File a Complaint With the Consumer Financial Protection Bureau (CFPB) 

If you need to report a violation of the FDCPA, you can file a complaint with the Consumer Financial Protection Bureau (CFPB). The CFPB is a U.S. government agency that protects consumers. Their mission is to empower and educate consumers and help enforce consumer protection laws.

File a Lawsuit Against the Debt Collector

You can sue third-party debt collectors who violate the FDCPA. You may be able to sue in state or federal court. It’s best to speak with an attorney if you want to file a lawsuit against a debt collector for violating the law. If the attorney works on contingency, you won’t have to pay their fees upfront, and they can ask for the fees to be reimbursed as part of the lawsuit. 

Under the FDCPA, you could get actual damages (for example, lost wages) plus up to $1,000 in statutory damages if you win your case.

What Is the Statute of Limitations for Debt Collection in Indiana?

Statute of Limitations

In Indiana, the statute of limitations for different kinds of debt/debt contracts ranges, depending on the debt/contract. Statutes of limitations can get complicated, so there may be some exceptions to the following:

Debt TypeStatute of Limitations
Credit cards6 years
Written contracts (including promissory notes)6 years
Medical debt6 years
Contract of sales4 years

What Debt Collectors Can Do To Collect Debt in Indiana 

It’s important to know what debt collectors are legally allowed to do to collect debt so you can tell if a collector is using unfair or illegal practices. In Indiana, debt collectors can sue you for a judgment and legally repossess property (like a car).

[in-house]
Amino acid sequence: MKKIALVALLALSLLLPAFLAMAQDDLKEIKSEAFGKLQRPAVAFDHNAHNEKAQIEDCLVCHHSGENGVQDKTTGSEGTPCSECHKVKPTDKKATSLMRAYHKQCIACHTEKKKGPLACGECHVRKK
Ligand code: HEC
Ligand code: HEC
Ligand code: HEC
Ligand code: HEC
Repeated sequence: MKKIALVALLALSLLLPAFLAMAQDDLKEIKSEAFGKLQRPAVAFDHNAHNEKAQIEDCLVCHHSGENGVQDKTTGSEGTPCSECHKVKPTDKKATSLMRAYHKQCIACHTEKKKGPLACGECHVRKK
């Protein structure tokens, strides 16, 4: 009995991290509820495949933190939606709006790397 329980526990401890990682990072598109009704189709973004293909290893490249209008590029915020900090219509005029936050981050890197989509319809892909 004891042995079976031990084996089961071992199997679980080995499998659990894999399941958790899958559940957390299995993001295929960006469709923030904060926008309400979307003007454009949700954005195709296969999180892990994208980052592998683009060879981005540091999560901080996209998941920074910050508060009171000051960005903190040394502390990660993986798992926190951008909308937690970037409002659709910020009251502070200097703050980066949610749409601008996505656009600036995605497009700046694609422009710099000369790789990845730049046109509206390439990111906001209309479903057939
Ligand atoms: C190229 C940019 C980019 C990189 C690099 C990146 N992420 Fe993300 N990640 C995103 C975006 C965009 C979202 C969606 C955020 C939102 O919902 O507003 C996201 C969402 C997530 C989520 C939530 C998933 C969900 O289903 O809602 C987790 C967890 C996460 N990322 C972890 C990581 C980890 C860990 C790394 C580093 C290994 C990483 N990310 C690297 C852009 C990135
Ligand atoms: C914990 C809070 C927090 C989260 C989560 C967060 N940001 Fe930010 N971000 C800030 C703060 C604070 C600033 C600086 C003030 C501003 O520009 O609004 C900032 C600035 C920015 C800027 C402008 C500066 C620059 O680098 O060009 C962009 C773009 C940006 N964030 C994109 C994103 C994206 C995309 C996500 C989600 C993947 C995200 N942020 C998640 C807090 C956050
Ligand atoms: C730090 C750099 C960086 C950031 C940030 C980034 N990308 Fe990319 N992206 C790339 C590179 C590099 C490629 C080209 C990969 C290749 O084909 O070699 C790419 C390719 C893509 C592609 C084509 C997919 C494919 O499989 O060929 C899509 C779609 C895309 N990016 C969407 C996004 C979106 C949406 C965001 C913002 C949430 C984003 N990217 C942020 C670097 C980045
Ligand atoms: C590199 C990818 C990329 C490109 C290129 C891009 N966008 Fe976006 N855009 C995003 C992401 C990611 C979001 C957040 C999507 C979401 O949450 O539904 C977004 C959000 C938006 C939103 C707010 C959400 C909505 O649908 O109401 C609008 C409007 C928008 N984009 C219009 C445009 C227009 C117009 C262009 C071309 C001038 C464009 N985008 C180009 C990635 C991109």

Debt Collectors Can Sue for a Judgment to Garnish Your Paycheck

Debt collectors can take you to court for an unpaid debt. If you get sued by a collection agency and lose, the judge will issue a court order called a judgment to the collector. This allows the agency to get an order for wage garnishment, a bank levy, or a property lien.  

In Indiana, original creditors, debt collectors, and debt buyers can all get a wage garnishment against you as long as they have a valid court judgment.

If a case is filed against you in the state of Indiana, it is important that you answer your court summons within 20 days if it was delivered to you personally or left at your home or within 23 days if it was mailed to you. To learn more, check out Upsolve’s guide to responding to an Indiana court summons.

Debt Collectors Can Repossess Your Car

If you don’t make your car payments on time, the lender can repossess the vehicle. They do not need a court order to take your vehicle. If you default on your auto loan contract, you’re at risk of repossession. This could happen after only one missed payment, so it’s important to review your auto loan contract to understand your terms. 

Need Help With Debt Relief? Here Are Some Options

Living with debt can be overwhelming. If you’re not sure how to begin your journey to a debt-free life, consumer credit counseling is a great place to start. Meeting with an accredited nonprofit credit counselor can give you personalized insight into how to tackle your debt and meet your financial goals. A counselor might suggest a debt management plan, debt consolidation, or bankruptcy. 

Bankruptcy is a powerful legal tool that gives you the power to reclaim your finances. If your debt has become unmanageable and you’re looking for a fresh start, filing bankruptcy might be the right option for you. Filing bankruptcy also halts all collection efforts, including any wage garnishment orders against you.

If you’re looking to file Chapter 7 bankruptcy, you can use Upsolve’s free online filing tool. It walks you through the Chapter 7 process so you can file on your own with confidence.